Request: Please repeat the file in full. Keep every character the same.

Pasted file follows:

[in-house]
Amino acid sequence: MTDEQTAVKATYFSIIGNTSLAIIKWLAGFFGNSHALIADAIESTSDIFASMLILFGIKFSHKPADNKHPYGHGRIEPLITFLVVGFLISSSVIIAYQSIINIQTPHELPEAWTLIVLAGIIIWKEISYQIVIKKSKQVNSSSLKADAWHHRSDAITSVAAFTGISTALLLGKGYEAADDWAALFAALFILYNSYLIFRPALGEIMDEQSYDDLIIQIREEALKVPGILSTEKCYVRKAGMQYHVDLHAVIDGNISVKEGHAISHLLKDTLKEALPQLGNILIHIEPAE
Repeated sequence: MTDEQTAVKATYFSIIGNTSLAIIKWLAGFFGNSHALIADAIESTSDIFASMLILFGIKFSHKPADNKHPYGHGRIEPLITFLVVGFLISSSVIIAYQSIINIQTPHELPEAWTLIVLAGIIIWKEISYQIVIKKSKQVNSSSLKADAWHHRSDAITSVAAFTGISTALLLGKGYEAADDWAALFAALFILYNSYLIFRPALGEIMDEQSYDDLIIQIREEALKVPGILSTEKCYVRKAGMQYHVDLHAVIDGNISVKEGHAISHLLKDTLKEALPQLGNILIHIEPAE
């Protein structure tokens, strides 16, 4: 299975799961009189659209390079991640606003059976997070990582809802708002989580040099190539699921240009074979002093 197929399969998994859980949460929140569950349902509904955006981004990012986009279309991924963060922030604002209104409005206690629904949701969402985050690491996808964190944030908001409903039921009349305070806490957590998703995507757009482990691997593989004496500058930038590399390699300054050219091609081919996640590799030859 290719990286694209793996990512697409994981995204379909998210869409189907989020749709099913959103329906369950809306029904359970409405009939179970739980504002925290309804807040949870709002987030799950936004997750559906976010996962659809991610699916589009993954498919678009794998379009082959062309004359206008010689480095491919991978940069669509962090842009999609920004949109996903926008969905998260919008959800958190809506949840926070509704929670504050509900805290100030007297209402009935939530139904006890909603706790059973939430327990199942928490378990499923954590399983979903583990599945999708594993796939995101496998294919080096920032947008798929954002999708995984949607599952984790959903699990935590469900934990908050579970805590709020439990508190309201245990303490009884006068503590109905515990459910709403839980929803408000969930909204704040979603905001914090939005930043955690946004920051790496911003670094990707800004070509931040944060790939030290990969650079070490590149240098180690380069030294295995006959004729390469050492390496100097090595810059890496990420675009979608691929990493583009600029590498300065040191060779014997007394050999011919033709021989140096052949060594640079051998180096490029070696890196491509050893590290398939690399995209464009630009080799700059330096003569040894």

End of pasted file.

[in-house]
Amino acid sequence: MTDEQTAVKATYFSIIGNTSLAIIKWLAGFFGNSHALIADAIESTSDIFASMLILFGIKFSHKPADNKHPYGHGRIEPLITFLVVGFLISSSVIIAYQSIINIQTPHELPEAWTLIVLAGIIIWKEISYQIVIKKSKQVNSSSLKADAWHHRSDAITSVAAFTGISTALLLGKGYEAADDWAALFAALFILYNSYLIFRPALGEIMDEQSYDDLIIQIREEALKVPGILSTEKCYVRKAGMQYHVDLHAVIDGNISVKEGHAISHLLKDTLKEALPQLGNILIHIEPAE
Repeated sequence: MTDEQTAVKATYFSIIGNTSLAIIKWLAGFFGNSHALIADAIESTSDIFASMLILFGIKFSHKPADNKHPYGHGRIEPLITFLVVGFLISSSVIIAYQSIINIQTPHELPEAWTLIVLAGIIIWKEISYQIVIKKSKQVNSSSLKADAWHHRSDAITSVAAFTGISTALLLGKGYEAADDWAALFAALFILYNSYLIFRPALGEIMDEQSYDDLIIQIREEALKVPGILSTEKCYVRKAGMQYHVDLHAVIDGNISVKEGHAISHLLKDTLKEALPQLGNILIHIEPAE
């Protein structure tokens, strides 16, 4: 299975799961009189659209390079991640606003059976997070990582809802708002989580040099190539699921240009074979002093 197929399969998994859980949460929140569950349902509904955006981004990012986009279309991924963060922030604002209104409005206690629904949701969402985050690491996808964190944030908001409903039921009349305070806490957590998703995507757009482990691997593989004496500058930038590399390699300054050219091609081919996640590799030859 290719990286694209793996990512697409994981995204379909998210869409189907989020749709099913959103329906369950809306029904359970409405009939179970739980504002925290309804807040949870709002987030799950936004997750559906976010996962659809991610699916589009993954498919678009794998379009082959062309004359206008010689480095491919991978940069669509962090842009999609920004949109996903926008969905998260919008959800958190809506949840926070509704929670504050509900805290100030007297209402009935939530139904006890909603706790059973939430327990199942928490378990499923954590399983979903583990599945999708594993796939995101496998294919080096920032947008798929954002999708995984949607599952984790959903699990935590469900934990908050579970805590709020439990508190309201245990303490009884006068503590109905515990459910709403839980929803408000969930909204704040979603905001914090939005930043955690946004920051790496911003670094990707800004070509931040944060790939030290990969650079070490590149240098180690380069030294295995006959004729390469050492390496100097090595810059890496990420675009979608691929990493583009600029590498300065040191060779014997007394050999011919033709021989140096052949060594640079051998180096490029070696890196491509050893590290398939690399995209464009630009080799700059330096003569040894």